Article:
Seiko plots watch revolution with e-ink displays

2010 e-ink technology is ready for prime time says the watch company.

Seiko is hoping to ignite a new watch craze similar to the advent of digital watches in the 1970s with the launch this year of the ‘Future Now’ new generation E-Ink watch.

Electronic ink, also known as Electrophoretic Display or EPD, is a technology that has been improving for several years, mostly on the screens of e-book readers such as the Kindle.

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Seiko has been enhancing its own e-ink technology since 2005, when it first introduced a prototype watch at BaselWorld.

Electronic ink is a significant leap forward from other display technologies such as LED. It allows displays that are ultra-thin, high contrast, and which can be viewed from a much wider angle (almost 180 degrees). They also use much less power than older technologies.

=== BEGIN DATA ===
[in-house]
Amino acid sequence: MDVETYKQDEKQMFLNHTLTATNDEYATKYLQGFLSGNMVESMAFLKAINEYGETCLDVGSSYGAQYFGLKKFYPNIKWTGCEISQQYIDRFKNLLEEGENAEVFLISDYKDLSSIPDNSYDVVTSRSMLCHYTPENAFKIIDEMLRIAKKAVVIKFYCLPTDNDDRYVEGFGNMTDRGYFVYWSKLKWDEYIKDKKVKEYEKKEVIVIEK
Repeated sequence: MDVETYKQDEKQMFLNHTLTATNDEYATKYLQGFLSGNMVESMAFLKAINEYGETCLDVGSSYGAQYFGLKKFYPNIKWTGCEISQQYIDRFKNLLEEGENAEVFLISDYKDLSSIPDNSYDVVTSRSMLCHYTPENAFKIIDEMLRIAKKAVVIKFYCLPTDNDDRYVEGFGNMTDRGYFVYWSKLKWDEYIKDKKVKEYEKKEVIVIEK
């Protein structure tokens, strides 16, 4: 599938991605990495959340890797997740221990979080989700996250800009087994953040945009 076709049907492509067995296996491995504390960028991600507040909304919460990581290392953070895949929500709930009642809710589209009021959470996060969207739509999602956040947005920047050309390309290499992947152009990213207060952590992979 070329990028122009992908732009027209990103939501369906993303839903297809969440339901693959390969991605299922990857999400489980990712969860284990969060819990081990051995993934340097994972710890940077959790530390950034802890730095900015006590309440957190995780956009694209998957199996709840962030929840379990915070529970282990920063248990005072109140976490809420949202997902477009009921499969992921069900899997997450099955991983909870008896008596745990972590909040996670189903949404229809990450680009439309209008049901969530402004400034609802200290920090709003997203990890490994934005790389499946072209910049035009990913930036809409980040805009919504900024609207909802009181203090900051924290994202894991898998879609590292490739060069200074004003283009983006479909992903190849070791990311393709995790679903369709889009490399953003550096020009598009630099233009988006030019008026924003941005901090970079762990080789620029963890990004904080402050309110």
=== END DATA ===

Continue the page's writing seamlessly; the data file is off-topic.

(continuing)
The 2010 E-Ink model revealed by Seiko at BaselWorld was a prototype but, unlike in previous years, this watch will go on sale in the autumn of this year in what the company describes as “a modified version”.

The watch will use Active Matrix EPD technology, which greatly improves the screen clarity. According to the company, each item of information is three times finer than anything achievable via conventional LCD watch technology.

This allows figures, text and graphics to appear on the dial in a much smoother and infinitely programmable way. For example, the date can be re-sized or laid out differently, according to the amount of information to be displayed in a fixed area.

The 2006 ‘E-Ink’ watch had an EPD display made of a few hundred pre-positioned segments, just in black-and-white, while the new one has 80,000 pixels, each capable of displaying in one of four grey scale shades.

Pricing and availability for the watches were not disclosed at BaselWorld.


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